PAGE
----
Six high-level benefits of enterprise mashups

An explanation of why enterprise mashups are good for business at a strategic level, as well as being good for day-to-day operations of IT departments.
Written by Joe McKendrick, Contributing Writer

Enterprise mashups are actually good for business, though they are often seen as fun, techie productivity tools for on-the-spot problems -- a la spreadsheets --  versus interfaces that can shape strategic decisions.

Enterprise mashups are actually good for IT departments, though the tech folks often resist handing over too much development capabilities to end-users for fears they will really screw something up.

Business gets more innovation, IT gets more time

At least that's the view of enterprise mashup proponents. MiMi Levine, writing at JackBe's Mashup Development Community site, points to two new white papers, prepared by BizTechReports.com, that make the case to both executives as well as developers as to why deploying enterprise mashup platforms make sense in terms of efficiency, effectiveness, and energy levels.

I have mashed up both the business and developer benefits into these six leading benefits that can be seen from nurturing enterprise mashups within an enterprise:

Increase productivity: "An enterprise mashup platform enables companies to reduce the amount of work they do in order to get data to business users so that they can make decisions." Such an approach shifts workloads from overburdened IT staffs to non-technical staffs -- without "custom IT development" or "cumbersome integration solutions."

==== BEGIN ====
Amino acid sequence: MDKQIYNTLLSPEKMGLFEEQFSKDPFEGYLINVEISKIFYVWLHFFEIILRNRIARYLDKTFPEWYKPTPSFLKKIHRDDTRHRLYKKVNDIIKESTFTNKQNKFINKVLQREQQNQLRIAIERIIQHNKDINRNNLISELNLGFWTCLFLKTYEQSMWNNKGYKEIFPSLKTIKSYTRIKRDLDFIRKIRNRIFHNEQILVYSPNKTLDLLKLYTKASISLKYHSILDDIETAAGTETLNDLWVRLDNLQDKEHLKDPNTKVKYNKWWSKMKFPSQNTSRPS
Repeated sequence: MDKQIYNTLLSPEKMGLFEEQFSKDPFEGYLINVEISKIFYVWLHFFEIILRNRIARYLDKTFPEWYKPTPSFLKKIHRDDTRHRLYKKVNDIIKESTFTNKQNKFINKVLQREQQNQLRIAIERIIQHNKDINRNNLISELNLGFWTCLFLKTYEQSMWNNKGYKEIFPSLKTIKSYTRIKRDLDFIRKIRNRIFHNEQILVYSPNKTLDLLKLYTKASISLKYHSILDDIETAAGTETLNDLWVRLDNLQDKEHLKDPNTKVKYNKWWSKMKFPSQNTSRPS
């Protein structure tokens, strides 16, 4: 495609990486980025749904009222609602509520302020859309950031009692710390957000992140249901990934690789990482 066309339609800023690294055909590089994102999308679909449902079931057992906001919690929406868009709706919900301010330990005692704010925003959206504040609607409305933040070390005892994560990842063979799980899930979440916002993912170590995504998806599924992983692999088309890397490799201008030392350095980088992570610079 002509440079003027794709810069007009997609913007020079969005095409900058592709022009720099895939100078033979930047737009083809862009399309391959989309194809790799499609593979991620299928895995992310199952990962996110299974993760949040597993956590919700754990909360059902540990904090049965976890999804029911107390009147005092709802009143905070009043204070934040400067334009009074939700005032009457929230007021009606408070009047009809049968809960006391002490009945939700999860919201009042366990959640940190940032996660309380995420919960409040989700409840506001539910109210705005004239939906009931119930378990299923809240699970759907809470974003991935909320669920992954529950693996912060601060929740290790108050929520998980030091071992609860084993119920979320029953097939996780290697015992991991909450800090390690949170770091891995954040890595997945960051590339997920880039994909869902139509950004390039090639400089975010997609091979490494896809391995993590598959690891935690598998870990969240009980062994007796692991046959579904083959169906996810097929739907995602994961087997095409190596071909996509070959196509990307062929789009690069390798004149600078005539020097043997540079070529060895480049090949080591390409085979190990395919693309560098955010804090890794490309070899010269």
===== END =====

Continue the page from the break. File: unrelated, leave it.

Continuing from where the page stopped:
Increase innovation: Because they're user-friendly and user-driven, both senior executives and line business staffs can explore new opportunities and solve problems in new ways. An enterprise mashup platform would contain a "library of all mashups to be built so that they are available to anyone who wants to leverage existing thinking without reinventing the wheel."

Improve data security: "Enterprise mashup platforms enable an organization to quickly leverage the value of existing data securely across widely disparate sources, bringing information into tailored user interfaces, portals or platforms."

Reduce burden to IT departments/increase freedom for business users from IT: "Rather than depending on the IT staff to develop a new report, business managers and analysts can mix and match sources to create their own dashboards from which to make decisions."

Increase standardization across the enterprise: "Enterprise mashups offer a new way to accelerate the process of bringing together information throughout organizations by using Web data standards to access critical information."

Bring an "App Store" model approach to development, versus big-bang projects: The micro-applications created for enterprise mashups contrast with the traditional approach to software development, in which "an entire application might be altered in order to enable access to that narrow set of purchase order data. Mashups provide a way for developers to better approach these needs with a more agile solution."

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